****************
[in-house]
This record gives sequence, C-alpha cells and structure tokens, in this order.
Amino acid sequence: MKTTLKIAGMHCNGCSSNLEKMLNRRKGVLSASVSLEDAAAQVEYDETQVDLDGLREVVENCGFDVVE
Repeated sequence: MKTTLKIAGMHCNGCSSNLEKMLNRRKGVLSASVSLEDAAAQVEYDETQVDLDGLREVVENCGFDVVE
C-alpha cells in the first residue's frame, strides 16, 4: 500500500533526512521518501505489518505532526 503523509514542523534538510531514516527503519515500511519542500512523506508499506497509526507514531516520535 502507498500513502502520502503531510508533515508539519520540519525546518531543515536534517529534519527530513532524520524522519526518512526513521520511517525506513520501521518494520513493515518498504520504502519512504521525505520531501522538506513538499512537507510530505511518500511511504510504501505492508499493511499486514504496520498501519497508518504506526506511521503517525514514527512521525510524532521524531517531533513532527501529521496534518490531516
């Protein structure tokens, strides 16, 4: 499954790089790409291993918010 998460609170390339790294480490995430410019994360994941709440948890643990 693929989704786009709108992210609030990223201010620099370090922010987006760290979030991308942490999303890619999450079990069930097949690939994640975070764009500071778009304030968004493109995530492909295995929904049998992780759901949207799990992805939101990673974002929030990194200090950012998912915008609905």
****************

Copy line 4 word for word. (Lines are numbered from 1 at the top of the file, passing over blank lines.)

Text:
Repeated sequence: MKTTLKIAGMHCNGCSSNLEKMLNRRKGVLSASVSLEDAAAQVEYDETQVDLDGLREVVENCGFDVVE